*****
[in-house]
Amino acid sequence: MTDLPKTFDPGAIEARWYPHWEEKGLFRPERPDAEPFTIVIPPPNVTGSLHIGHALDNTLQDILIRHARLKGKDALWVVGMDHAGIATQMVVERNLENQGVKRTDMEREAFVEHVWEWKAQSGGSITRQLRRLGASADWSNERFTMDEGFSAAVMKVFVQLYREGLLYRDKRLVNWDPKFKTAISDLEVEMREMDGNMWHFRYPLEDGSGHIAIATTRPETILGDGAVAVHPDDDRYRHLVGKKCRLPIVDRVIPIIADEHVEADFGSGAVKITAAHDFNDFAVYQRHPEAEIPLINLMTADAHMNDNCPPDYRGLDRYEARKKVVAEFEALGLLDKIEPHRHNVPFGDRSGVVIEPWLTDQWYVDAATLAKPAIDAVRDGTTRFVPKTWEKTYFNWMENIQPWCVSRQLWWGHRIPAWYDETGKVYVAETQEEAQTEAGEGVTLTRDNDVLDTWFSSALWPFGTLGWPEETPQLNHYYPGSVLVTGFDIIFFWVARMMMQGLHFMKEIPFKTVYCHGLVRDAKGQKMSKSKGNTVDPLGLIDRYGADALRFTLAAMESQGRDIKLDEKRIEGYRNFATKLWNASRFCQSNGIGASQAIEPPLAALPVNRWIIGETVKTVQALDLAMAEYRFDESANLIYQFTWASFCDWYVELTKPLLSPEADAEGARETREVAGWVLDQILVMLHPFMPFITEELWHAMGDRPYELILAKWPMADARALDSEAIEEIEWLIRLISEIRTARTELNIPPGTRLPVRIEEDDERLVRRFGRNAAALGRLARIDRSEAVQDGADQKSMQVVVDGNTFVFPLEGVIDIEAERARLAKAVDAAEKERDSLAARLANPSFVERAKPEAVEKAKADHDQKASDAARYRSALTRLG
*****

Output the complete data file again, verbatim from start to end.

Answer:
[in-house]
Amino acid sequence: MTDLPKTFDPGAIEARWYPHWEEKGLFRPERPDAEPFTIVIPPPNVTGSLHIGHALDNTLQDILIRHARLKGKDALWVVGMDHAGIATQMVVERNLENQGVKRTDMEREAFVEHVWEWKAQSGGSITRQLRRLGASADWSNERFTMDEGFSAAVMKVFVQLYREGLLYRDKRLVNWDPKFKTAISDLEVEMREMDGNMWHFRYPLEDGSGHIAIATTRPETILGDGAVAVHPDDDRYRHLVGKKCRLPIVDRVIPIIADEHVEADFGSGAVKITAAHDFNDFAVYQRHPEAEIPLINLMTADAHMNDNCPPDYRGLDRYEARKKVVAEFEALGLLDKIEPHRHNVPFGDRSGVVIEPWLTDQWYVDAATLAKPAIDAVRDGTTRFVPKTWEKTYFNWMENIQPWCVSRQLWWGHRIPAWYDETGKVYVAETQEEAQTEAGEGVTLTRDNDVLDTWFSSALWPFGTLGWPEETPQLNHYYPGSVLVTGFDIIFFWVARMMMQGLHFMKEIPFKTVYCHGLVRDAKGQKMSKSKGNTVDPLGLIDRYGADALRFTLAAMESQGRDIKLDEKRIEGYRNFATKLWNASRFCQSNGIGASQAIEPPLAALPVNRWIIGETVKTVQALDLAMAEYRFDESANLIYQFTWASFCDWYVELTKPLLSPEADAEGARETREVAGWVLDQILVMLHPFMPFITEELWHAMGDRPYELILAKWPMADARALDSEAIEEIEWLIRLISEIRTARTELNIPPGTRLPVRIEEDDERLVRRFGRNAAALGRLARIDRSEAVQDGADQKSMQVVVDGNTFVFPLEGVIDIEAERARLAKAVDAAEKERDSLAARLANPSFVERAKPEAVEKAKADHDQKASDAARYRSALTRLG